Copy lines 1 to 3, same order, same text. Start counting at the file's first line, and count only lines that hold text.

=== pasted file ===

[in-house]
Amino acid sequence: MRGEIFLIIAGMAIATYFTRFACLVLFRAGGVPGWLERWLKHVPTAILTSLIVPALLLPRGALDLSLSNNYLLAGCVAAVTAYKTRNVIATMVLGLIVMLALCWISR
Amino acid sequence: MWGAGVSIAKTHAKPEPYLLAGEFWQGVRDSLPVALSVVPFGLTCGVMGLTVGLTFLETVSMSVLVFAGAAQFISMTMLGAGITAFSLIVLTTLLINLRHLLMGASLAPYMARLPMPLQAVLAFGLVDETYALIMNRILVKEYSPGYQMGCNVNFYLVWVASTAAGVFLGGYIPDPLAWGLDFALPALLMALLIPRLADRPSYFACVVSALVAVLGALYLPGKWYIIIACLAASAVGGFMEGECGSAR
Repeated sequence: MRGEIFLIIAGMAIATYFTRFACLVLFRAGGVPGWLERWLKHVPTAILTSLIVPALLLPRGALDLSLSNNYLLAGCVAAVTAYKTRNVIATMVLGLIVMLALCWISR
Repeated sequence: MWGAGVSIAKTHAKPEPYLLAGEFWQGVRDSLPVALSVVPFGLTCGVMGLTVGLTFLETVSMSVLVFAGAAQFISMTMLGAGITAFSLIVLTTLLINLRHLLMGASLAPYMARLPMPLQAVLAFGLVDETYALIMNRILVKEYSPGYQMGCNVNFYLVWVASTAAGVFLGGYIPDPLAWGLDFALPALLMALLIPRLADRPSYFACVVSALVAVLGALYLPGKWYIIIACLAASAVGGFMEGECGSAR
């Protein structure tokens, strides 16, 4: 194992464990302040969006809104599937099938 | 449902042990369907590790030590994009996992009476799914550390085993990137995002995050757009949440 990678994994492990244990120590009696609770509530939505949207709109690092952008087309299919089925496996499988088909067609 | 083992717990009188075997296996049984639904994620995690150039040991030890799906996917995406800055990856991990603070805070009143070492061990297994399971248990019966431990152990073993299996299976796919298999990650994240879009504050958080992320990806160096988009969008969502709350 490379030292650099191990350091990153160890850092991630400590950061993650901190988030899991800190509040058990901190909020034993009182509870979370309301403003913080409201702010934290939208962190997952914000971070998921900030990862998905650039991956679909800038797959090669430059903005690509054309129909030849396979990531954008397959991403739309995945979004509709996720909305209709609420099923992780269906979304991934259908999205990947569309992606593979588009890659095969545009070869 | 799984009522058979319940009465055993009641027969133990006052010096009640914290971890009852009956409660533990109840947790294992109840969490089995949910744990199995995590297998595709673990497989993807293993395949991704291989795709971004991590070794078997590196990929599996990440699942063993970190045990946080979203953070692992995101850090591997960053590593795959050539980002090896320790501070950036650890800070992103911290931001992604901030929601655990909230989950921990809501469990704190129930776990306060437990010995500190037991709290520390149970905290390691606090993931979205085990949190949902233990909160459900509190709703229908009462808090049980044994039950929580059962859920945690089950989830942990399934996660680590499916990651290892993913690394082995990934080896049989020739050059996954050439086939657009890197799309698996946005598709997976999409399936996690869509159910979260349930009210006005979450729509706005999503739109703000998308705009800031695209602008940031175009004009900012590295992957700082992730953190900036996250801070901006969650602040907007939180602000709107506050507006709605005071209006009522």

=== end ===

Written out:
[in-house]
Amino acid sequence: MRGEIFLIIAGMAIATYFTRFACLVLFRAGGVPGWLERWLKHVPTAILTSLIVPALLLPRGALDLSLSNNYLLAGCVAAVTAYKTRNVIATMVLGLIVMLALCWISR
Amino acid sequence: MWGAGVSIAKTHAKPEPYLLAGEFWQGVRDSLPVALSVVPFGLTCGVMGLTVGLTFLETVSMSVLVFAGAAQFISMTMLGAGITAFSLIVLTTLLINLRHLLMGASLAPYMARLPMPLQAVLAFGLVDETYALIMNRILVKEYSPGYQMGCNVNFYLVWVASTAAGVFLGGYIPDPLAWGLDFALPALLMALLIPRLADRPSYFACVVSALVAVLGALYLPGKWYIIIACLAASAVGGFMEGECGSAR